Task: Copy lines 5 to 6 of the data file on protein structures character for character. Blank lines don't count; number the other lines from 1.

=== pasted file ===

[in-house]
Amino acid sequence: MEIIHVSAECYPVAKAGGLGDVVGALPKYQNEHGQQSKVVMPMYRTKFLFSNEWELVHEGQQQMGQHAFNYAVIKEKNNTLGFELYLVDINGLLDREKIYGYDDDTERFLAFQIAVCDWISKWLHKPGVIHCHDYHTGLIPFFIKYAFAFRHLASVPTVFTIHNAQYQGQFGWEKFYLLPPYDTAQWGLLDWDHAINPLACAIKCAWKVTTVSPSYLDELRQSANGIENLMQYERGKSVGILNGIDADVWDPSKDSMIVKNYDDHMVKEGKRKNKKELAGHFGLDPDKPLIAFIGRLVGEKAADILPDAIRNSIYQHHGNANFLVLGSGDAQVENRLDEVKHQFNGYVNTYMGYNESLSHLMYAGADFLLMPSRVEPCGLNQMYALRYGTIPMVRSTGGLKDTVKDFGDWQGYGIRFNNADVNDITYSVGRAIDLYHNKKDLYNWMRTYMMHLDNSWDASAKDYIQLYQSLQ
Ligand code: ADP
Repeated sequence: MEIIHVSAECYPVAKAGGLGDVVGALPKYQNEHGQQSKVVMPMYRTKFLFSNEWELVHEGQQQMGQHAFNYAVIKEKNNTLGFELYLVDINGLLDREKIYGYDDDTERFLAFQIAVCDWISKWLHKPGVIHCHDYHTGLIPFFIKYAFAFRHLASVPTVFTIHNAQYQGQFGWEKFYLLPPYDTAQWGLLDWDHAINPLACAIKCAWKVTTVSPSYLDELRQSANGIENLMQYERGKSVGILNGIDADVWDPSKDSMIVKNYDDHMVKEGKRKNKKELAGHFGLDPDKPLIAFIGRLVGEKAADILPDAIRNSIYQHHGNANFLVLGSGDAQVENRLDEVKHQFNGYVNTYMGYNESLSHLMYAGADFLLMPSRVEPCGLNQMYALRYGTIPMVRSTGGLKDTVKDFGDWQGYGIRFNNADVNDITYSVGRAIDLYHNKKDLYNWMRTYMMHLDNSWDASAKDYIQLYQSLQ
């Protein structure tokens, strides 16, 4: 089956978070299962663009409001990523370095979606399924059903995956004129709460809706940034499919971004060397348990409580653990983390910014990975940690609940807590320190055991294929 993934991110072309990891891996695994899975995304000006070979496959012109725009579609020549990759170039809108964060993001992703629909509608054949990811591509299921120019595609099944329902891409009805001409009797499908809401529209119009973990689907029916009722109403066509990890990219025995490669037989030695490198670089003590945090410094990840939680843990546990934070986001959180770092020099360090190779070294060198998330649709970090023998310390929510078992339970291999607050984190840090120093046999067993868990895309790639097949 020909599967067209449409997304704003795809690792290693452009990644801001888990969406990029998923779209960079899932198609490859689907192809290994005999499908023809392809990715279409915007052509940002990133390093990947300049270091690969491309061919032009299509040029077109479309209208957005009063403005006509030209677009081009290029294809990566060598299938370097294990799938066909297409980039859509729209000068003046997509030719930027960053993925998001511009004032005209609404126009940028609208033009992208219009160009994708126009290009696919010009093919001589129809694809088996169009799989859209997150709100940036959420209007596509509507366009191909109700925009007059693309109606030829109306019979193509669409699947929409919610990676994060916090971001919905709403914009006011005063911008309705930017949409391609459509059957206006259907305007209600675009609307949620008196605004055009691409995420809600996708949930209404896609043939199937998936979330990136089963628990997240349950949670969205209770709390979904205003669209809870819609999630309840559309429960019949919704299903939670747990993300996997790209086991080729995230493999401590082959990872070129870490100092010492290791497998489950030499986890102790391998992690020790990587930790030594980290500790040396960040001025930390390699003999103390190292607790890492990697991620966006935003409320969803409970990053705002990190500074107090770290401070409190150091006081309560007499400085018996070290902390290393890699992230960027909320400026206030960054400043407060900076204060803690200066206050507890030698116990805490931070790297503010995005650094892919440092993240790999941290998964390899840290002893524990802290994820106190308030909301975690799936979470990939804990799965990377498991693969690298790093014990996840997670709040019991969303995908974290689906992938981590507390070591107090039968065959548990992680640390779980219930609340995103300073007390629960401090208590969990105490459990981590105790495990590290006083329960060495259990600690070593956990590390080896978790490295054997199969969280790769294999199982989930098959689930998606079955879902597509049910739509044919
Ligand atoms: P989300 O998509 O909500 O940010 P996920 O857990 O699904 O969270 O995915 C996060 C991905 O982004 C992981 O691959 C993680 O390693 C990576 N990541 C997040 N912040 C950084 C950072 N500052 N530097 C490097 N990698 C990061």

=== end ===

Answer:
């Protein structure tokens, strides 16, 4: 089956978070299962663009409001990523370095979606399924059903995956004129709460809706940034499919971004060397348990409580653990983390910014990975940690609940807590320190055991294929 993934991110072309990891891996695994899975995304000006070979496959012109725009579609020549990759170039809108964060993001992703629909509608054949990811591509299921120019595609099944329902891409009805001409009797499908809401529209119009973990689907029916009722109403066509990890990219025995490669037989030695490198670089003590945090410094990840939680843990546990934070986001959180770092020099360090190779070294060198998330649709970090023998310390929510078992339970291999607050984190840090120093046999067993868990895309790639097949 020909599967067209449409997304704003795809690792290693452009990644801001888990969406990029998923779209960079899932198609490859689907192809290994005999499908023809392809990715279409915007052509940002990133390093990947300049270091690969491309061919032009299509040029077109479309209208957005009063403005006509030209677009081009290029294809990566060598299938370097294990799938066909297409980039859509729209000068003046997509030719930027960053993925998001511009004032005209609404126009940028609208033009992208219009160009994708126009290009696919010009093919001589129809694809088996169009799989859209997150709100940036959420209007596509509507366009191909109700925009007059693309109606030829109306019979193509669409699947929409919610990676994060916090971001919905709403914009006011005063911008309705930017949409391609459509059957206006259907305007209600675009609307949620008196605004055009691409995420809600996708949930209404896609043939199937998936979330990136089963628990997240349950949670969205209770709390979904205003669209809870819609999630309840559309429960019949919704299903939670747990993300996997790209086991080729995230493999401590082959990872070129870490100092010492290791497998489950030499986890102790391998992690020790990587930790030594980290500790040396960040001025930390390699003999103390190292607790890492990697991620966006935003409320969803409970990053705002990190500074107090770290401070409190150091006081309560007499400085018996070290902390290393890699992230960027909320400026206030960054400043407060900076204060803690200066206050507890030698116990805490931070790297503010995005650094892919440092993240790999941290998964390899840290002893524990802290994820106190308030909301975690799936979470990939804990799965990377498991693969690298790093014990996840997670709040019991969303995908974290689906992938981590507390070591107090039968065959548990992680640390779980219930609340995103300073007390629960401090208590969990105490459990981590105790495990590290006083329960060495259990600690070593956990590390080896978790490295054997199969969280790769294999199982989930098959689930998606079955879902597509049910739509044919
Ligand atoms: P989300 O998509 O909500 O940010 P996920 O857990 O699904 O969270 O995915 C996060 C991905 O982004 C992981 O691959 C993680 O390693 C990576 N990541 C997040 N912040 C950084 C950072 N500052 N530097 C490097 N990698 C990061």